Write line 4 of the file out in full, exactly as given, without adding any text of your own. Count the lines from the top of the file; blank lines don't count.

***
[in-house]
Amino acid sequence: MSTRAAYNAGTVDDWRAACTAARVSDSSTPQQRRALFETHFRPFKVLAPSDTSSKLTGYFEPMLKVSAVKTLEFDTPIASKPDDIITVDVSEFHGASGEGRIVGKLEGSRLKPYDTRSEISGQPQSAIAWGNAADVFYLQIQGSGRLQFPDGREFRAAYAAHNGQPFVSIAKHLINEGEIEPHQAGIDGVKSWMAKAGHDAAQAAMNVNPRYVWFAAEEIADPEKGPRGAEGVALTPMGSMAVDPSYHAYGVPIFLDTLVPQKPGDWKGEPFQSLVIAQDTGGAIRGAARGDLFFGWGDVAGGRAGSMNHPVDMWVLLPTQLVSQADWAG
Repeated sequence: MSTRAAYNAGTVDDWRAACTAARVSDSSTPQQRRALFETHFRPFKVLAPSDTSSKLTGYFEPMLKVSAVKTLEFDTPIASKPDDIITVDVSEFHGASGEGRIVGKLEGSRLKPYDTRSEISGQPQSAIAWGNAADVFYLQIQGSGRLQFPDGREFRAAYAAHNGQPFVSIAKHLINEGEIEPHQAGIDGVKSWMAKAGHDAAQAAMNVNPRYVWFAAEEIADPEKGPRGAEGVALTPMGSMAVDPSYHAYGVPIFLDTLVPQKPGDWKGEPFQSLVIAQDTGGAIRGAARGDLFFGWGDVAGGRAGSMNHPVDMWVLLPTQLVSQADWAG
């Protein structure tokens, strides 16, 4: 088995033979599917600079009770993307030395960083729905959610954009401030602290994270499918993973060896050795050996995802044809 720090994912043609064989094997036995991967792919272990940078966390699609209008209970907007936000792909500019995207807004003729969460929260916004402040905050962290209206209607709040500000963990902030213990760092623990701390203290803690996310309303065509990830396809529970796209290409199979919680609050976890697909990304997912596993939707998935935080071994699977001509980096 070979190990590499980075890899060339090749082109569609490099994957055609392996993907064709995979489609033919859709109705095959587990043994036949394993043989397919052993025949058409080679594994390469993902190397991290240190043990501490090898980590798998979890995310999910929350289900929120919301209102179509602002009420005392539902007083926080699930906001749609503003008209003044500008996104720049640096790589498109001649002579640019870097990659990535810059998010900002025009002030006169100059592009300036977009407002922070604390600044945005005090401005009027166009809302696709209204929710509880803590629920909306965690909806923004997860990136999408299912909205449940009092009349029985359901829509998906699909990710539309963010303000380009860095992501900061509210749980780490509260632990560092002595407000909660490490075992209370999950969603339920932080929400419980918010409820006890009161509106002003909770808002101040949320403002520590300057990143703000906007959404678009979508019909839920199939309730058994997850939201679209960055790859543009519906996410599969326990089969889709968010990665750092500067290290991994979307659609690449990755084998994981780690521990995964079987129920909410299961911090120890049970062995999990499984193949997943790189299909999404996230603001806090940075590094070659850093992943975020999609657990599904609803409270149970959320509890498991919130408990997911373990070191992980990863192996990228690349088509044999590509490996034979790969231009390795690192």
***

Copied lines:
């Protein structure tokens, strides 16, 4: 088995033979599917600079009770993307030395960083729905959610954009401030602290994270499918993973060896050795050996995802044809 720090994912043609064989094997036995991967792919272990940078966390699609209008209970907007936000792909500019995207807004003729969460929260916004402040905050962290209206209607709040500000963990902030213990760092623990701390203290803690996310309303065509990830396809529970796209290409199979919680609050976890697909990304997912596993939707998935935080071994699977001509980096 070979190990590499980075890899060339090749082109569609490099994957055609392996993907064709995979489609033919859709109705095959587990043994036949394993043989397919052993025949058409080679594994390469993902190397991290240190043990501490090898980590798998979890995310999910929350289900929120919301209102179509602002009420005392539902007083926080699930906001749609503003008209003044500008996104720049640096790589498109001649002579640019870097990659990535810059998010900002025009002030006169100059592009300036977009407002922070604390600044945005005090401005009027166009809302696709209204929710509880803590629920909306965690909806923004997860990136999408299912909205449940009092009349029985359901829509998906699909990710539309963010303000380009860095992501900061509210749980780490509260632990560092002595407000909660490490075992209370999950969603339920932080929400419980918010409820006890009161509106002003909770808002101040949320403002520590300057990143703000906007959404678009979508019909839920199939309730058994997850939201679209960055790859543009519906996410599969326990089969889709968010990665750092500067290290991994979307659609690449990755084998994981780690521990995964079987129920909410299961911090120890049970062995999990499984193949997943790189299909999404996230603001806090940075590094070659850093992943975020999609657990599904609803409270149970959320509890498991919130408990997911373990070191992980990863192996990228690349088509044999590509490996034979790969231009390795690192």